Pueblo is known as “The Home of Heroes,” but according to a new study it’s not a healthy home.
In a snapshot study of counties across the state, Pueblo County ranked 54th out of 59 counties, suggesting it is one of the unhealthiest in Colorado.
Southern Colorado health officials tell 11 News when it comes to clinical care Pueblo ranks high on the list, but what brings the rating way down are the individual health choices people make.
Stats show Puebloans smoke more (24 percent compared to 14 percent nationally), drink almost twice as much, and have one of the highest obesity rates in the state.
Dr. Chris Nevin-Woods, Pueblo County's chief medical officer, told 11 News the health consequences stemming from unhealthy lifestyle choices are all within the individual's control.
"To smoke or quit, to drink, to be be active or inactive, to eat healthy, to not eat healthy, to get a good night's sleep, to watch their sexual health," Nevin-Woods said, running down the list of choices people make.
The study also indicates that they are more likely to die prematurely than average Americans or fellow Coloradans. Health officials say this is primarily due to chronic diseases such as diabetes that are preventable by healthy activity, but that Puebloans did not work to prevent.
“We have so many things going against us in our society: fast food, people who drive their cars all the time and aren’t active, don’t exercise. They don’t know that fruits and vegetables are key to their diet”, said Nevin-Woods.
Health officials say social economic issues such a poverty also play a factor in the rating. Pueblo reportedly has one of the highest poverty rates in the state.
The study suggests teen pregnancy is a major contributor to inter-generational poverty. The study suggested teens were three times more likely to become a parent than in other counties in the state, which can lead to a vicious poverty cycle.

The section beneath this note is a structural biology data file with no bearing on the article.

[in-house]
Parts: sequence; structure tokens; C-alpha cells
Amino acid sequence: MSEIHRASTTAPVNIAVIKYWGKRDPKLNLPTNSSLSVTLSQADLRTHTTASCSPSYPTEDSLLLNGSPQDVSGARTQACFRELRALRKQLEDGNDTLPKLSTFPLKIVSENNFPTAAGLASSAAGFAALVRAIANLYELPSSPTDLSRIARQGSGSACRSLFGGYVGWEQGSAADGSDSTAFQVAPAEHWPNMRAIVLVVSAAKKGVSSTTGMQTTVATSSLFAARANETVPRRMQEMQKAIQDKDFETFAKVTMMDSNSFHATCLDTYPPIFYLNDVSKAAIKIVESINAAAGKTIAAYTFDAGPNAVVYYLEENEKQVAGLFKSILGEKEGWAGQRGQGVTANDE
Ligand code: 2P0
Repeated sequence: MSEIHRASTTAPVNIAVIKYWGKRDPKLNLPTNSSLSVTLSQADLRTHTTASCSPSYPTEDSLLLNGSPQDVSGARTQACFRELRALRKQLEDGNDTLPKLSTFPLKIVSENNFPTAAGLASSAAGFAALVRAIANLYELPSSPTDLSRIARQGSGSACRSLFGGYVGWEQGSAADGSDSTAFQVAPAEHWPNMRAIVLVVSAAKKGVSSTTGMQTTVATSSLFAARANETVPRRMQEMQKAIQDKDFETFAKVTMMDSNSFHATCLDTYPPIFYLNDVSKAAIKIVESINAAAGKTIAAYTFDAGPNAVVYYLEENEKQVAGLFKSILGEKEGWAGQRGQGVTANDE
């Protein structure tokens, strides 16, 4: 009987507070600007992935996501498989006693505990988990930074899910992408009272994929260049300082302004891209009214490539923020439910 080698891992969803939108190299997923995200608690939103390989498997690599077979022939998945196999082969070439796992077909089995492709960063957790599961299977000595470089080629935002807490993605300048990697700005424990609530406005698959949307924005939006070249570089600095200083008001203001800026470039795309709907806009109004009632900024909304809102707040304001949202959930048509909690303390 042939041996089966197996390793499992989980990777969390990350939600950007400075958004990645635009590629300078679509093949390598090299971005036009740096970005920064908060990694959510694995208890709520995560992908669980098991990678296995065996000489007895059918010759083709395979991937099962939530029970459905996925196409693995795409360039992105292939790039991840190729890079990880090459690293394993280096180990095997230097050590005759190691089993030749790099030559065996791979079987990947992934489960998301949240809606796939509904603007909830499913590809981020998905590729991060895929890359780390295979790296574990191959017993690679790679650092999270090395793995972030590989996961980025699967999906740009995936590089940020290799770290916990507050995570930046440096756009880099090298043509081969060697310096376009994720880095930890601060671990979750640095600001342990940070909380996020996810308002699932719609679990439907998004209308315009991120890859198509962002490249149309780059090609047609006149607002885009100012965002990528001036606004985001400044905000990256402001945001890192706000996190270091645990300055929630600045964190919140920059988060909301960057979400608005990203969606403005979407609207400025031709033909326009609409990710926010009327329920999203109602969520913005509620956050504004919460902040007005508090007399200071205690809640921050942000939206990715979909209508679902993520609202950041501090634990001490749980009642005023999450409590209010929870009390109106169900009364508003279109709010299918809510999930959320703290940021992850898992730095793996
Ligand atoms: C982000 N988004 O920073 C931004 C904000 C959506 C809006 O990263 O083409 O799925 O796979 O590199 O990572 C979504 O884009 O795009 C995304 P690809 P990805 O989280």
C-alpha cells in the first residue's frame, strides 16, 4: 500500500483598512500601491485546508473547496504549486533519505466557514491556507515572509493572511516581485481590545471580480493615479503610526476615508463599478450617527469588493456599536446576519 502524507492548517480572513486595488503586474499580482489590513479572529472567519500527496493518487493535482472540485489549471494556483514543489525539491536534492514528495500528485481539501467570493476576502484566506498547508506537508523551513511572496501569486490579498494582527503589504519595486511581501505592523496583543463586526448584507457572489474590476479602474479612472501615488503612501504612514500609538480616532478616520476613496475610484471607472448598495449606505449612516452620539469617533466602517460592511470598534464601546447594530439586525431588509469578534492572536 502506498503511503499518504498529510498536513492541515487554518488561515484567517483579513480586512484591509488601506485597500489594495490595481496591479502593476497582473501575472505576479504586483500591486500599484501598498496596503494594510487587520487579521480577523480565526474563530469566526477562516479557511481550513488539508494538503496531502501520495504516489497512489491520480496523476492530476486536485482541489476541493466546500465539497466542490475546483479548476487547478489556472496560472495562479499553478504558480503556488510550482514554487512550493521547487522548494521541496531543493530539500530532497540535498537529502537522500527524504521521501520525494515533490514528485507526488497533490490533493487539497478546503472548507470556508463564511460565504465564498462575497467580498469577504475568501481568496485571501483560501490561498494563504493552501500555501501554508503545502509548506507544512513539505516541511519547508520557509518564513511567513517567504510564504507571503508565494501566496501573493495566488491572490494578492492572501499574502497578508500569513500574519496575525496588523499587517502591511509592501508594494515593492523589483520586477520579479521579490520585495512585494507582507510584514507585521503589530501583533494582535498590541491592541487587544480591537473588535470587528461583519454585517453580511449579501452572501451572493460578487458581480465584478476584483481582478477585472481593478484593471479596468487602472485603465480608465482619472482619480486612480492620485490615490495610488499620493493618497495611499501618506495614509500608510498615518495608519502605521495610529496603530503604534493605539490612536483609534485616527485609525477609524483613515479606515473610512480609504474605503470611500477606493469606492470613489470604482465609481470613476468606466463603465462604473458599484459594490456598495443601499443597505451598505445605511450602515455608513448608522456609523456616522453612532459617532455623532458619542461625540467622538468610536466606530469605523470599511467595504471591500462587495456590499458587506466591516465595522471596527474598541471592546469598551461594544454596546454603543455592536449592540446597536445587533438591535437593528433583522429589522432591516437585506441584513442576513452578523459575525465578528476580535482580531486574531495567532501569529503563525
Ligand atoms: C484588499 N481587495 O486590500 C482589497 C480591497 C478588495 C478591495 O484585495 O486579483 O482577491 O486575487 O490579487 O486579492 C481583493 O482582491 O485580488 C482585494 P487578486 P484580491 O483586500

“When you have births when you are very young, teen pregnancies, and don’t get through school and can’t get a decent job, it’s very hard to break out of poverty,” said Nevin-Woods.
Pueblo health officials are not surprised by the poor rating. They don’t want it to discourage people, instead prompt them to take charge of their health.
“We can help them get to the door but they have to go through the door and make those decisions and those changes in their lives. And there are so many opportunities in Pueblo to help people be able to make that change,” said Nevin-Woods.
The health department recently did their own assessment of Pueblo’s health needs.
They identified two health priorities: obesity and teen/unintended pregnancy.
They say it will take a community coming together to tackle these two big issues in Pueblo.
Officials already started creating a five-year plan and hope by using proven health intervention methods it will be a winnable battle.
Health officials say they plan on choosing successful programs and use interventions that have been shown to work in order to makes an impact on Pueblo’s health.
Nevin-Woods wants people to understand that this “snapshot” study only takes a one time look at the community. They say their assessment and ongoing studies will take a much deeper look and gather much more data and a more well-rounded evaluation.
The study was published by the University of Wisconsin Population Health Institute and The Robert Wood Johnson Foundation.
Data was published on more than 3,000 counties nationally and in the District of Columbia.
Regionally Las Animas, Otero, Rio Grande, Lake and Huerfano counties trailed Pueblo.
El Paso County ranked 30th among the healthiest in Colorado.
You can view the study online at www.countyhealthratings.com.